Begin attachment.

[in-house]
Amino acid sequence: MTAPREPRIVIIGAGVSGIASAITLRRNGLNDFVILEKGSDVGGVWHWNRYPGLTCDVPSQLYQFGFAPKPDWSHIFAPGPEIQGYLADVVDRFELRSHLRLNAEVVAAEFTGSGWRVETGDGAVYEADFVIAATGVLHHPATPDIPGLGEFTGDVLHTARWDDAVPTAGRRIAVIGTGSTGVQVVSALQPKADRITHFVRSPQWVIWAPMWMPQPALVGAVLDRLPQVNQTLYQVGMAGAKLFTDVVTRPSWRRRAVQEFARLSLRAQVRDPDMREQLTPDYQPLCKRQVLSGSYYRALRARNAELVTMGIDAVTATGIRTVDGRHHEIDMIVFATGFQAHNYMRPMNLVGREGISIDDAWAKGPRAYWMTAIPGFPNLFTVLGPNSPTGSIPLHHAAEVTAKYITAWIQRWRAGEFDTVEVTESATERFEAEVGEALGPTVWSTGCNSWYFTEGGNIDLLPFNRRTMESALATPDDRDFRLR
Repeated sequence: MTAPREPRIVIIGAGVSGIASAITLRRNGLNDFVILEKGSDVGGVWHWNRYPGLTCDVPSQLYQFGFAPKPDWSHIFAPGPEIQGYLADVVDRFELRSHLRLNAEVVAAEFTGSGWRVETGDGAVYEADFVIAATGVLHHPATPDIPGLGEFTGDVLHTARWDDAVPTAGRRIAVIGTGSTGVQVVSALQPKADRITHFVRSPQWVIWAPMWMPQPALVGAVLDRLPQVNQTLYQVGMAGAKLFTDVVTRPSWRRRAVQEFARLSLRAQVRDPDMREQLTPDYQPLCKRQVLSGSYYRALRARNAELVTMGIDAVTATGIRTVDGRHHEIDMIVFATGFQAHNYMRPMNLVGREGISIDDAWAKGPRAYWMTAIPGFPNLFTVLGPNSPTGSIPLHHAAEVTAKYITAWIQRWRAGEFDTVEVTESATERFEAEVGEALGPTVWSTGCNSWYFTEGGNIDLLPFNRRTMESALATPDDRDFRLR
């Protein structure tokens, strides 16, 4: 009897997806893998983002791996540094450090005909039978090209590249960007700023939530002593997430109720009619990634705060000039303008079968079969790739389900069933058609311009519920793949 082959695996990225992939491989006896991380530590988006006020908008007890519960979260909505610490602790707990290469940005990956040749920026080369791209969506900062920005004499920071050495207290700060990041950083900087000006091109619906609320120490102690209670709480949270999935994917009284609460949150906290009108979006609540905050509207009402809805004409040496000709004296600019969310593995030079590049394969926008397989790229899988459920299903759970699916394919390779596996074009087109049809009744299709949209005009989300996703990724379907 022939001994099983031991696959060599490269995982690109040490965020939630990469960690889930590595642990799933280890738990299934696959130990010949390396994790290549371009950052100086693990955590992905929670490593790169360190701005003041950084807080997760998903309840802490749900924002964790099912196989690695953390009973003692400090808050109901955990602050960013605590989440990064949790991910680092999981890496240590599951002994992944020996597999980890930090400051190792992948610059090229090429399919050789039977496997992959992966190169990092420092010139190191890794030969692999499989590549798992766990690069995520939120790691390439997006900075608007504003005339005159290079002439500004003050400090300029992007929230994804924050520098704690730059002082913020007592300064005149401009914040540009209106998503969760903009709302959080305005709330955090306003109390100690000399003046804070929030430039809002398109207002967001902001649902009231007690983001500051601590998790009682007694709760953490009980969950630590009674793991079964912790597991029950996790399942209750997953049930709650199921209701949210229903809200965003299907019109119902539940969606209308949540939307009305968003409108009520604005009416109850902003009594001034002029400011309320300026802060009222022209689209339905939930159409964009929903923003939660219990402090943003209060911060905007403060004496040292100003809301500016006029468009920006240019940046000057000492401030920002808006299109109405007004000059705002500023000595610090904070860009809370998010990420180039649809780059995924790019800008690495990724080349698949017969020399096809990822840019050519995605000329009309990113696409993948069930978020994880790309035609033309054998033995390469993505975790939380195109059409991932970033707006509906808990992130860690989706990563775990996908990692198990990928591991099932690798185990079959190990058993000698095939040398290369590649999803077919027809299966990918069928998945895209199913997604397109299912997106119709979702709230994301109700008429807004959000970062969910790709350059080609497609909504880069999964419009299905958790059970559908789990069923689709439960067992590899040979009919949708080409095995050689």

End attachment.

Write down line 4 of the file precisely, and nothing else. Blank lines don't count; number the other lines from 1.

């Protein structure tokens, strides 16, 4: 009897997806893998983002791996540094450090005909039978090209590249960007700023939530002593997430109720009619990634705060000039303008079968079969790739389900069933058609311009519920793949 082959695996990225992939491989006896991380530590988006006020908008007890519960979260909505610490602790707990290469940005990956040749920026080369791209969506900062920005004499920071050495207290700060990041950083900087000006091109619906609320120490102690209670709480949270999935994917009284609460949150906290009108979006609540905050509207009402809805004409040496000709004296600019969310593995030079590049394969926008397989790229899988459920299903759970699916394919390779596996074009087109049809009744299709949209005009989300996703990724379907 022939001994099983031991696959060599490269995982690109040490965020939630990469960690889930590595642990799933280890738990299934696959130990010949390396994790290549371009950052100086693990955590992905929670490593790169360190701005003041950084807080997760998903309840802490749900924002964790099912196989690695953390009973003692400090808050109901955990602050960013605590989440990064949790991910680092999981890496240590599951002994992944020996597999980890930090400051190792992948610059090229090429399919050789039977496997992959992966190169990092420092010139190191890794030969692999499989590549798992766990690069995520939120790691390439997006900075608007504003005339005159290079002439500004003050400090300029992007929230994804924050520098704690730059002082913020007592300064005149401009914040540009209106998503969760903009709302959080305005709330955090306003109390100690000399003046804070929030430039809002398109207002967001902001649902009231007690983001500051601590998790009682007694709760953490009980969950630590009674793991079964912790597991029950996790399942209750997953049930709650199921209701949210229903809200965003299907019109119902539940969606209308949540939307009305968003409108009520604005009416109850902003009594001034002029400011309320300026802060009222022209689209339905939930159409964009929903923003939660219990402090943003209060911060905007403060004496040292100003809301500016006029468009920006240019940046000057000492401030920002808006299109109405007004000059705002500023000595610090904070860009809370998010990420180039649809780059995924790019800008690495990724080349698949017969020399096809990822840019050519995605000329009309990113696409993948069930978020994880790309035609033309054998033995390469993505975790939380195109059409991932970033707006509906808990992130860690989706990563775990996908990692198990990928591991099932690798185990079959190990058993000698095939040398290369590649999803077919027809299966990918069928998945895209199913997604397109299912997106119709979702709230994301109700008429807004959000970062969910790709350059080609497609909504880069999964419009299905958790059970559908789990069923689709439960067992590899040979009919949708080409095995050689």